So how much did your annual car premiums go up by this year? Following rises of around 9% overall in 2009 – 2010, increases between 2010 and 2011 have averaged nearly 40%, which is bad enough for mature motorists with plenty of no claims discount, but absolutely disastrous for younger drivers to have traditionally paid enormous premiums anyway. When drivers who have been caught driving without insurance have been questioned about their reasons for doing this, invariably they have blamed the very high premiums that they were quoted; it would be easy to blame the insurance companies for this but the fact is that young drivers represent a very considerable risk to them, and what may at first sight appear to be excessive charges appear much more reasonable when compared to the risk profile of young, and inexperienced drivers.
A high level of fraud attempts (most of which are unsuccessful but they cost
money to investigate, which the insurance companies do very thoroughly) and
the 'compensation culture' don't help much, either!
confused.com search engine will compare quotes for you from a host of insurers, all of whom will accept monthly payments|
Driving without insurance is however becoming a very very difficult thing to do! Not only which do we now have the new laws which require the owners of every vehicle to either have insurance, make a Statutory Off Road Declaration, but we also have whole rash of spy cameras on our roads and motorways which record numberplates and compare the numbers they see against the motor insurance database; waiting police officers can then see instantly when a car in their vicinity is uninsured. The penalties were getting caught for driving without insurance are quite Draconian, which is quite reasonable considering the problems that uninsured drivers cause to the law-abiding majority.
So short of giving up driving completely; what are the options? Will the first one is to shop around to find the lowest possible quotation; but this still may prove to be unaffordable. There may be no other viable option than to pay the insurance monthly.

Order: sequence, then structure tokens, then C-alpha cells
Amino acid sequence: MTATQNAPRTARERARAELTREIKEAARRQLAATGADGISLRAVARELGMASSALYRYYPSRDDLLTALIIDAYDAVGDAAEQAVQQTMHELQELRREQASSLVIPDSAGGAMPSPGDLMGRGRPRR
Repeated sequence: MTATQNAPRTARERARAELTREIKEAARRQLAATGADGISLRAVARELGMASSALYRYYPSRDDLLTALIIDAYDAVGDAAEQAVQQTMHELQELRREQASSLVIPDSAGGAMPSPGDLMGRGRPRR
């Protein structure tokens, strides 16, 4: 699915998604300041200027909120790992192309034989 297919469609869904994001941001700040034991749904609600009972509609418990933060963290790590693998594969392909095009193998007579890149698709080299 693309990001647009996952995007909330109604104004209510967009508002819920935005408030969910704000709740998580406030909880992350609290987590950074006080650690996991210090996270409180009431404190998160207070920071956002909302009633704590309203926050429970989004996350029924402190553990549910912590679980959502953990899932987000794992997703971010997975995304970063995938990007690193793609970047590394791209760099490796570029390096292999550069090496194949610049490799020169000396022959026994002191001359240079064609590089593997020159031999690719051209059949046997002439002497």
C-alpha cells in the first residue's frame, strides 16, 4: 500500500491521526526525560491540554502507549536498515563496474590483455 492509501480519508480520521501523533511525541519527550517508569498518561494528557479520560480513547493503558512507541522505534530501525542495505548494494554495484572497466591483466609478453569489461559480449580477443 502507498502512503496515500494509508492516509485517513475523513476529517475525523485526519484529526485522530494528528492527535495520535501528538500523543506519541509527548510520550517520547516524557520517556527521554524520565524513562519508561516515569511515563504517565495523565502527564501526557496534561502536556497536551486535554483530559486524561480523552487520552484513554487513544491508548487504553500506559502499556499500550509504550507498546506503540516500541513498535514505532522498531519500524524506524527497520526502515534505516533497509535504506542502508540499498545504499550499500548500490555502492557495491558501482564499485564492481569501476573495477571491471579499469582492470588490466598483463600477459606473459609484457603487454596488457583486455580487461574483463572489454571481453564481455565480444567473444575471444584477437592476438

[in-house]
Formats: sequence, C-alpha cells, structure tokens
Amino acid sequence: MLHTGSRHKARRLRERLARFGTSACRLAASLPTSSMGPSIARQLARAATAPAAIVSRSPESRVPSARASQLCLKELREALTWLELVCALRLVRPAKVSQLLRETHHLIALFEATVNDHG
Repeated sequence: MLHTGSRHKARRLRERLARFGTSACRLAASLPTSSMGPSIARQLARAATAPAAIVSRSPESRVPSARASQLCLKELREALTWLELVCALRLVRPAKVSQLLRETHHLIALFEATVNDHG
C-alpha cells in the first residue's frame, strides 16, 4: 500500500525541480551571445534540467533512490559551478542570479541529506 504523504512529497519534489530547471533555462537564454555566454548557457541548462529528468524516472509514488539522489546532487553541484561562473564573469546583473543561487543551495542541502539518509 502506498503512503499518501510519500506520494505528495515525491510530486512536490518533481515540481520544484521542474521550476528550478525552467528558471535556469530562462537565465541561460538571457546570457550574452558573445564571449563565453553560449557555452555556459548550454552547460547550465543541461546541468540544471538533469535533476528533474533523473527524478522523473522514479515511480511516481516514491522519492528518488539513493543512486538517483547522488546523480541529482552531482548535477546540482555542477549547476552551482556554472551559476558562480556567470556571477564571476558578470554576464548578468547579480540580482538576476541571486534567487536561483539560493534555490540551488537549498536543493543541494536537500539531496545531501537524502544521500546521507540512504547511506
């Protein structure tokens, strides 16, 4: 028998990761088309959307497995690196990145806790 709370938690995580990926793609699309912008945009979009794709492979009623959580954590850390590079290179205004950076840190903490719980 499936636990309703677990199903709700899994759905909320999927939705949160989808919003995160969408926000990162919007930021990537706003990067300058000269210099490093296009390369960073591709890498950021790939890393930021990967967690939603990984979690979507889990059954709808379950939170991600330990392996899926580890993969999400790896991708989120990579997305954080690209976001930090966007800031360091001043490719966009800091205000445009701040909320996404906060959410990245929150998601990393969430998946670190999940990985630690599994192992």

A number of insurance companies have jumped onto this particular bandwagon
and offer a product which they call 'no deposit car insurance'; you can go here for more information. This is not really a very accurate description, but the upshot of it is that you can pay your insurance in 12 monthly equal sums, rather than pay the whole lot in advance, which is the traditional way of doing it. This does involve extra expenses for the insurance company, not least of all because in the past a lot of drivers have paid the first premium, taxed their cars and then cancelled the insurance policy! This is no longer possible, because the licensing authorities are automatically informed when a car insurance policy is cancelled, and they will want to know why. Also, insurers are now writing into their contracts very stiff penalties for those who do this, and so it is very important that if you take out a no deposit car insurance policy you intend to make all the payments right through to the end.
It would be nice to say that there is light at the end of the tunnel, but the way that the insurance industry is going at the moment suggest that future car insurance premiums will get even higher. There are experiments going on using satellite navigation systems to monitor drivers behaviour and reward them with lower premiums but so far these have not proved successful and whether or not they will form the basis of future actuarial practices remains debatable.